The world's first replica of Tchebyshev's ingenious mechanical calculator from 1876 with any construction set. The original calculator is on display at the State Museum of the History of St. Petersburg. In all previous calculating machines the carry happened suddenly. The carry mechanisms were the central design and manufacturing problem. Tchebychev showed how epicyclic gear trains could be used to obtain a continuous carry mechanism that works reliably with arbitrary many digits. My fischertechnik replica shares this quality: Arbitrary many of the shown addition units can be composed to obtain arbitrary high precision. The transmission of 10:1 for the continuous carry cannot be realized directly with fischertechnik spur gears, so I had to redesign the gear train from scratch. I also added a simple multiplication unit that should make the machine an ideal and fun tool for learning or rediscovering the basic laws of arithmetic.
Differential gears are an ideal tool to illustrate the use of coordinate transformations. The mathematical setting is as simple as possibe and students experience a real world application. In a differential gear three rotational motions around one common axis are coupled mechanically. Usually, there are two sun gears and a carrier with a third gear meshing the two sun gears each under an angle of 90°. An observer who turns synchronously with the carrier measures the angles x' and y' between the carrier mark and the two marks on the sun gears. These angles clearly obey the equation x' + y' = 0. A general observer measures three angles x, y, z between a fourth mark and the three previous marks. Turning the whole mechanism by the angle -z of the carrier one sees the relations x' = x - z and y' = y - z. Thus, for the general observer, all possible positions of the mechanism are described by the linear equation x + y - 2z = 0. This can convincingly be illustrated by keeping one of the sun gears fixed and turning the other one. The carrier will turn halfway.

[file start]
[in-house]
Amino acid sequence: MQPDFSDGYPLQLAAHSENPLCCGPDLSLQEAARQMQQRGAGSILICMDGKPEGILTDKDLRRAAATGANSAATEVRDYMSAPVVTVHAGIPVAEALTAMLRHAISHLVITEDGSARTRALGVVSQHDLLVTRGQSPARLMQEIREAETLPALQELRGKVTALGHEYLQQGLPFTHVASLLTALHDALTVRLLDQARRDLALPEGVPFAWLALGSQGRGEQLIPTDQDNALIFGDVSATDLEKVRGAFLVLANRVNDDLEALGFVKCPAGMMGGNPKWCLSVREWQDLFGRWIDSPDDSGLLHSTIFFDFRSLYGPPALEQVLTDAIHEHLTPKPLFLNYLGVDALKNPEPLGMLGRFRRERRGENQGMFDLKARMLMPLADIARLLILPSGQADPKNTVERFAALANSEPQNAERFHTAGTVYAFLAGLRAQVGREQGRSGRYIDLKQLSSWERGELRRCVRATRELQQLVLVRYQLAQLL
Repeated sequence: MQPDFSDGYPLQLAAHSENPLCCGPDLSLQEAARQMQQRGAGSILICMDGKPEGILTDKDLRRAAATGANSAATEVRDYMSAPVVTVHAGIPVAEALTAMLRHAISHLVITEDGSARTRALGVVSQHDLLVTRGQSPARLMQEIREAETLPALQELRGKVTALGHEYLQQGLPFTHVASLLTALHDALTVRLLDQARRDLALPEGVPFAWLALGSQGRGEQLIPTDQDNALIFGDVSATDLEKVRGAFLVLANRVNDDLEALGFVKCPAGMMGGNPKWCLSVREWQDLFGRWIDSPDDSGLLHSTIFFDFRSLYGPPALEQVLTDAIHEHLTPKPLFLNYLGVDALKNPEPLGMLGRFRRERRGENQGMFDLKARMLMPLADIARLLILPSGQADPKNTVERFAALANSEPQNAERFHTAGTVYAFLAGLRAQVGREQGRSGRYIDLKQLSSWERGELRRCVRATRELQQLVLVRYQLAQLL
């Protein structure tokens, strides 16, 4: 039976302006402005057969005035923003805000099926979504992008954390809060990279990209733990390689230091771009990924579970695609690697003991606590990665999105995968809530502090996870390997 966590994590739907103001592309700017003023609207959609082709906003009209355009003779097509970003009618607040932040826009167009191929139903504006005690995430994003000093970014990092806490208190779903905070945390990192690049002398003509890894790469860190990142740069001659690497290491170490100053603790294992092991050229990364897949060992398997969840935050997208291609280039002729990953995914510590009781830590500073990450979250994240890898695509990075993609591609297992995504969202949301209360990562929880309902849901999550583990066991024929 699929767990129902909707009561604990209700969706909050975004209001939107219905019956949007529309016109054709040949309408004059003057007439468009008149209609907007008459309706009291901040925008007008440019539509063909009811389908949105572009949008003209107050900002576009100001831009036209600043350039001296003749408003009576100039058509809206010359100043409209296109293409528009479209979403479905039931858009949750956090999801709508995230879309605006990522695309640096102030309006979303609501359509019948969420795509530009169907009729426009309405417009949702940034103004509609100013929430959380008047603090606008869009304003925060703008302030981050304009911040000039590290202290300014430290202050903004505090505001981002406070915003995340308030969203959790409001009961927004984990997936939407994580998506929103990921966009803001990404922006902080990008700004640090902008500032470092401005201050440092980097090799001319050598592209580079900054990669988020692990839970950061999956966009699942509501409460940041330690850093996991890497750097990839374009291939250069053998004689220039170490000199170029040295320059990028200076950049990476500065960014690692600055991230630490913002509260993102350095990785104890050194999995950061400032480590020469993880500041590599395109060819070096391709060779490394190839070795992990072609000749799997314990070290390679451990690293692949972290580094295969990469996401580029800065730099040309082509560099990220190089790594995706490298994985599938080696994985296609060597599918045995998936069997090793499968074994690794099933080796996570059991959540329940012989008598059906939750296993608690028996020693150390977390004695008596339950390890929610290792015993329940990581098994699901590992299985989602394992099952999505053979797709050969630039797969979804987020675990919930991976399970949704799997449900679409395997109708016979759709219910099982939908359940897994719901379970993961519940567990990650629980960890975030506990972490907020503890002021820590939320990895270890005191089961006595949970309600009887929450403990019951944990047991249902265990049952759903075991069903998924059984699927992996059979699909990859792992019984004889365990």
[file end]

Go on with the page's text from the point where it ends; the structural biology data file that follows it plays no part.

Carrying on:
Binary arithmetic is one of the core concepts of modern computer technology. A 4-bit binary adder is constructed from only a few fischertechnik parts. It consists of four ball flip-flops, a concept invented by John Thomas Godfrey in 1965. The calculator can be used to explore binary addition, subtraction, multiplication and division in an interactive and memorizable way. It was designed to be used in classroom: It can be built by students in less than one hour, works reliably without any adjustment, and the required parts are cheap.
Kelvin is a string calculator for the solution of simultaneous linear equations. It is built with the fischertechnik construction set. This calculator roughly models devices invented by Thomson in 1878 and developed by Wilbur in 1934. The solution process has been altered to make a smooth operation possible within the limits of a construction set and to involve the user more actively. The calculator can be used to explore a mathematical core concept in an interactive and truly hands-on way.